A year into the presidency of Donald Trump, the resistance movement is still proving strong as thousands gathered across the country this past Saturday for the second Women’s March.
Of the many thousands of protest signs that proclaimed opposition to Trump and his anti-woman, anti-immigrant rhetoric—which led to a legit poster board shortage in the US—a select few are destined for posterity, thanks to the forward-thinking curators at institutions such as the New-York Historical Society, the Museum of the City of New York, and the Smithsonian’s National Museum of American History in Washington, DC.
“We were very energetic collectors of the initial Women’s March last year, and we wanted to follow up and add to that collection,” New-York Historical Society vice president and director Margi Hofer told artnet News, noting that staff members were collecting with an eye toward material that reflected changes over the past year, such as signs referencing #MeToo and #TimesUp, or the “Power to the Polls” movement in the run-up to midterm elections.
“The blue wave motif was very omnipresent and new to this year’s march,” she added. “The idea is representing the power of Democratic voters.”
The artist collective We Make America, which counts feminist artist Joyce Kozloff among its leaders, created an elaborate tableaux of blue waves and “Pussy Gate” signs as they took to the street in New York this weekend. The group also donated Statue of Liberty-themed signs to the Historical Society following last year’s march.
This time around, the Historical Society also selected signs in support of immigrants and the extension of Deferred Action for Childhood Arrivals, protecting undocumented immigrants who arrived in the US as children.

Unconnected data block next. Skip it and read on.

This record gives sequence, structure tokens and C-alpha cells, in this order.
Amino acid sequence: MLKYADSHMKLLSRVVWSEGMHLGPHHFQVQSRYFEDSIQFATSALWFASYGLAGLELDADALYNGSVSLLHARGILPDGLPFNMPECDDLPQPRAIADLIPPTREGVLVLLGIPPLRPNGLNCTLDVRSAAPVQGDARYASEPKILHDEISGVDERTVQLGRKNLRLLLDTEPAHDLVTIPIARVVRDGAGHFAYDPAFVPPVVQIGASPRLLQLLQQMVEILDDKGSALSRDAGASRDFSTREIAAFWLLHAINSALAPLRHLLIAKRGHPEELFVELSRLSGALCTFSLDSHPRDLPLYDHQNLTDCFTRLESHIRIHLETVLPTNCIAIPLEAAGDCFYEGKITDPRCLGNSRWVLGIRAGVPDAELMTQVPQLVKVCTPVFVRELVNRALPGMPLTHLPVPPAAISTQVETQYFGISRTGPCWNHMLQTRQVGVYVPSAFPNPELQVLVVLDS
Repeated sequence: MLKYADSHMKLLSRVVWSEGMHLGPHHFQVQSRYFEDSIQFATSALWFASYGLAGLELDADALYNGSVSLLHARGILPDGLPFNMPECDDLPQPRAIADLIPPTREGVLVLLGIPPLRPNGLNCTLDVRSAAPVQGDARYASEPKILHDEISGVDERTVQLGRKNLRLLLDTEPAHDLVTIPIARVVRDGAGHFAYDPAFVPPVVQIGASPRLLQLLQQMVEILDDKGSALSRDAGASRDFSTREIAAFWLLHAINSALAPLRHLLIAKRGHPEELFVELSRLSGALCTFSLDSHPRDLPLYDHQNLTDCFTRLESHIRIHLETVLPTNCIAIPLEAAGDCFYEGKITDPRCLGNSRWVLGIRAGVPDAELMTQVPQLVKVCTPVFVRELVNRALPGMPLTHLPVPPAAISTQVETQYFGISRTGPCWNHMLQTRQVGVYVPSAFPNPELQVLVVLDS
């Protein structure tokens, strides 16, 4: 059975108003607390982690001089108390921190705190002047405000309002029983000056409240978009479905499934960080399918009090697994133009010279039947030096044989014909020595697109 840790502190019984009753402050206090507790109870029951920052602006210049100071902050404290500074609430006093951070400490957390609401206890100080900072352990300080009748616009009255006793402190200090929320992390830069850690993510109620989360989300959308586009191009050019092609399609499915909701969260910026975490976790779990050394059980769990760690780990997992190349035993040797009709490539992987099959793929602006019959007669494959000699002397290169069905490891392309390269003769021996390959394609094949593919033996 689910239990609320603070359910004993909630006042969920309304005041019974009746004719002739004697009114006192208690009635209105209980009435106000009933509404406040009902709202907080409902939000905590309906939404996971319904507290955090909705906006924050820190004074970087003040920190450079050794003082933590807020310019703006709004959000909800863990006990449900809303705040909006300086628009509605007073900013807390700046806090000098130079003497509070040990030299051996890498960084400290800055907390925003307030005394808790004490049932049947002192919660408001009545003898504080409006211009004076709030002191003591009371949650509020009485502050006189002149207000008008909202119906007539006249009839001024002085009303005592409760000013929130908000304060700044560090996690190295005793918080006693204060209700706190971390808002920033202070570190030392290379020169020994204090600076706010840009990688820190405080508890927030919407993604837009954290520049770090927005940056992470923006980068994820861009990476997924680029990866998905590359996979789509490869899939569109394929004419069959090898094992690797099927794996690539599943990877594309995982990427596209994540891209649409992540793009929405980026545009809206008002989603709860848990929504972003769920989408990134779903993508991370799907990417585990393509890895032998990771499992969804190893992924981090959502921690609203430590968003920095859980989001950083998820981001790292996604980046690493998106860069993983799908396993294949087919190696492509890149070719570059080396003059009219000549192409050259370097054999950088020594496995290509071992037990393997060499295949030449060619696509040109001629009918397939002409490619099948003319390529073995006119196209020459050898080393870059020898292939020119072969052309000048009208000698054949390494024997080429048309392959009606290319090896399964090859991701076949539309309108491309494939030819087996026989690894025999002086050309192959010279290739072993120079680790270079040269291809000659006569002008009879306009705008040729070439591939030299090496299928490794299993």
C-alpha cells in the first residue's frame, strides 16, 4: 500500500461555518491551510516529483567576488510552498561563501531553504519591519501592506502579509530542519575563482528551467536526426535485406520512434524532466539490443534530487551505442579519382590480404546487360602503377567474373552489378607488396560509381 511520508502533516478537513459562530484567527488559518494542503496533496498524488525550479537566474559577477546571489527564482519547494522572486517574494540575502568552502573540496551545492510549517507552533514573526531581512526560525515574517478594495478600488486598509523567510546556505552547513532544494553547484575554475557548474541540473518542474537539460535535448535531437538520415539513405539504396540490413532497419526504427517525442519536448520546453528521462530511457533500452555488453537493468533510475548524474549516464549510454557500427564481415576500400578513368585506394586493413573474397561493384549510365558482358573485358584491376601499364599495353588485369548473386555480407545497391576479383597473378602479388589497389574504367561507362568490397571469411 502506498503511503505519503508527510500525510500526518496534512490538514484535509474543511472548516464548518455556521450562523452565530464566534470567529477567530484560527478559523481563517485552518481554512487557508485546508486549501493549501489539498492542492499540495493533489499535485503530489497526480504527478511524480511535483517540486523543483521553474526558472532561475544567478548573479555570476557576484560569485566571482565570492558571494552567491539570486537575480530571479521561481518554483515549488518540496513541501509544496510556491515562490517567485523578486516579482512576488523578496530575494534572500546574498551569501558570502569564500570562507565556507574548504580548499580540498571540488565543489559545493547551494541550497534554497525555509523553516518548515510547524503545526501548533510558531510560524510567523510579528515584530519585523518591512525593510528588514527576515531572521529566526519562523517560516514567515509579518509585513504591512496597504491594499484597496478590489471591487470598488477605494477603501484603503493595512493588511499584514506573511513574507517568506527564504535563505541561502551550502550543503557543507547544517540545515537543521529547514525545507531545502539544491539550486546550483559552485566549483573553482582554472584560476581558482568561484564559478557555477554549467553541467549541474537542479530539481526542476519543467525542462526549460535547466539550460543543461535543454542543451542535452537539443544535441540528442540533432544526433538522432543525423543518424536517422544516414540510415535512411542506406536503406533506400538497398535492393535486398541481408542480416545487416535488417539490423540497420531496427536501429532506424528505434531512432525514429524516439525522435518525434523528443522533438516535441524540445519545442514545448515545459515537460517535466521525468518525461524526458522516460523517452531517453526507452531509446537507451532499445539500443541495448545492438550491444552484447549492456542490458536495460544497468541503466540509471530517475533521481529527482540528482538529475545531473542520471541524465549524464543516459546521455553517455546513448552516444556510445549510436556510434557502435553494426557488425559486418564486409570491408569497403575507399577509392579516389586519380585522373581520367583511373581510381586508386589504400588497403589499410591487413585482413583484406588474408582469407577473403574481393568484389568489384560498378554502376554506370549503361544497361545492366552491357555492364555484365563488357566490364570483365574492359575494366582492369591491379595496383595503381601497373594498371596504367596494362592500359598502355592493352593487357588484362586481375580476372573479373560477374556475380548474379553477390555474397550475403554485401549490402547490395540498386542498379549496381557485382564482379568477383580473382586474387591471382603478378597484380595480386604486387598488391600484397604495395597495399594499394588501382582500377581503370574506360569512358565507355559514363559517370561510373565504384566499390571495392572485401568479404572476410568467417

One trend you likely won’t see in upcoming exhibitions? Posters replacing Trump’s mouth with a less savory part of the anatomy—a common reference to the controversial, derogatory term he allegedly used to refer to Haiti and other countries. “Our focus is more on showing how people are mobilizing in positive ways rather than simply signs that are being critical of his remarks,” said Hofer. “Our primary concern is capturing this moment for future generations.”
There are no immediate plans to exhibit artifacts from the 2018 marches, but “Collecting the Women’s Marches,” featuring pussyhats, signs, posters, and photographs from last year’s event, opened at the New-York Historical Society on Friday. “It really captures the energy and the creativity around that event,” said Hofer.
You can also catch posters and other objects from New York’s 2017 march at the Museum of the City of New York in “Beyond Suffrage: A Century of New York Women in Politics.” As it does with other major activist events, the museum solicited donations of objects following the march.
In honor of the protest’s one-year anniversary, the museum posted a video on Twitter of marchers carrying a parachute that honored historic feminists at the march. The parachute is among the highlights of the current exhibition, which includes other Women’s March signs. A representative of the museum told artnet News in an email that there were no set plans to collect additional materials from the 2018 march.
In DC, the Smithsonian’s American History museum amassed about 30 posters and 20 other objects from the city’s march, making an effort to represent the various different issues being addressed by protesters. A “Black Lives Matter” poster from the 2017 march is currently on view in the museum’s “American Democracy” exhibition.
“The museum has a long history, stretching back to the  March on Washington, of collecting materials from protests, and rallies, and marches, and those occasions when citizens get together to make their voices heard, and exercise their First Amendment rights,” Lisa Kathleen Graddy, a curator in the museum’s political history division, told the Cut last week. Because of the government shutdown, Graddy wasn’t available for comment today, but the museum had plans to collect artifacts in DC this past weekend.
See more photos from the 2018 Women’s March below, as well as artifacts from the 2017 march, now in the collection of the New-York Historical Society.
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